Political, Social, and Economic Causes of the American Revolution

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It is easy to interpret the American Revolution simply as a struggle for freedom. The magnanimous phrases of the Declaration of Independence have embedded in our hearts and minds glorious images of the Founding Fathers fighting for the natural rights of man. The American Revolution, however, also had a darker side to it, the side of self-interest and profit. The signers of the Declaration represented various classes – the working class, the wealthy land owners and merchants, the intellectuals, and the social elite. Each of these strata had its own set of expectations and fears, which lent a new dimension to the cause of the Revolution. The pressure of these internal, and often overlapping groups, combined with the oppressive external…show more content…
Local artisans, laborers, and small merchants who traded outside of the British Empire, embraced the boycott of British goods and severance with England entirely because it afforded them economic opportunities that made the risk of revolution worthwhile (p. 145, Berkin). These groups had been living under the yoke of unfair taxation and an inexhaustible source of British competition in labor and goods. Revolution, for them, meant “a release from Britain’s mercantile policies, which restricted colonial trade with other nations, held out the promise of expanded trade and an end to the risks of smuggling (p. 145, Berkin).”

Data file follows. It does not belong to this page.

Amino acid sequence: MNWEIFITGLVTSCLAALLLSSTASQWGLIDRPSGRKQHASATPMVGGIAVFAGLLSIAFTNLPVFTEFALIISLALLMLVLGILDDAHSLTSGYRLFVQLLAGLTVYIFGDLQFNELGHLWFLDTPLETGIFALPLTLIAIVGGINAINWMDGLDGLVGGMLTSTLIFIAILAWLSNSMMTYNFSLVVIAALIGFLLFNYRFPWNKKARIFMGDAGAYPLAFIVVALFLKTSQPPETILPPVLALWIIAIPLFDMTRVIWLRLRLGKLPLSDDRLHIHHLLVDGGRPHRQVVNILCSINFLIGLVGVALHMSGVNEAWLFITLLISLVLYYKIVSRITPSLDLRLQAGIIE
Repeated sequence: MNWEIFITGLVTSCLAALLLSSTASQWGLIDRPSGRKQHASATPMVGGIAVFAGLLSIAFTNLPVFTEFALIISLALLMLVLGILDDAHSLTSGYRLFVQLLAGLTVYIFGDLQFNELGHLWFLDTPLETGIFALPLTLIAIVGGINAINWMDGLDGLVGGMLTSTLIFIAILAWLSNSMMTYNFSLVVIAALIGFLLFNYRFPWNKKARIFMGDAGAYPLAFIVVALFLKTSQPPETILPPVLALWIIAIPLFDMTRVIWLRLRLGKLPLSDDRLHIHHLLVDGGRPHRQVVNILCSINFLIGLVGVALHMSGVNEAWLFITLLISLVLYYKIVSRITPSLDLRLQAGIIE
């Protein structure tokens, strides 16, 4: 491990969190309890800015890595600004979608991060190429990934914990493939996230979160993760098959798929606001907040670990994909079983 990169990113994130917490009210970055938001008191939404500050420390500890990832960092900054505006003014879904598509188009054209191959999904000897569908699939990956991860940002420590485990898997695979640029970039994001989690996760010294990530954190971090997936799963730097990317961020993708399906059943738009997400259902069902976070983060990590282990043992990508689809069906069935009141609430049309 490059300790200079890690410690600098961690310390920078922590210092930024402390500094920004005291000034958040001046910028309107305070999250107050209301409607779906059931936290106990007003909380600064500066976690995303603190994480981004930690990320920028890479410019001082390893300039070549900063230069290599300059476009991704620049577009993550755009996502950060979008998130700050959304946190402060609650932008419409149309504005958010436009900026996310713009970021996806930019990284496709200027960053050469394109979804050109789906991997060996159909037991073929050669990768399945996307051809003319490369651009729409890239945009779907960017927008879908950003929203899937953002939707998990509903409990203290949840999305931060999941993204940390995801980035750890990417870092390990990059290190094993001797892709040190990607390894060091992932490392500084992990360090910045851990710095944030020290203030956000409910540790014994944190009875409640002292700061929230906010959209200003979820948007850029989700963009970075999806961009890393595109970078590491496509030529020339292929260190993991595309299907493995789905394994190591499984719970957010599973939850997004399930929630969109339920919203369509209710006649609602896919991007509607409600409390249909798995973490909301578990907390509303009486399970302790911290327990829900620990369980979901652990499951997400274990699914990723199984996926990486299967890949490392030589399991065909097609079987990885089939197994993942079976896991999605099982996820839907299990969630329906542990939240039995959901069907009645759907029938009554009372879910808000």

Another large group, the Southern planters (of which Thomas Jefferson belonged), also had economic motives to end ties with England. These elite Southern planters were land owners who had cornered the world market on tobacco. The only problem was, they were not the ones who marketed it. As it stood, pre-Revolution, the South planted and harvested the cash crop, while the British hauled it away and sold it. They did not haul it for free, either. “By 1760 [English duties on tobacco] had risen as high as 15 times the value of the tobacco (Fourth International, Frankel).” Jefferson, himself said

The advantages made by the British merchants on the tobacco consigned to them were so enormous, that they spared no means of
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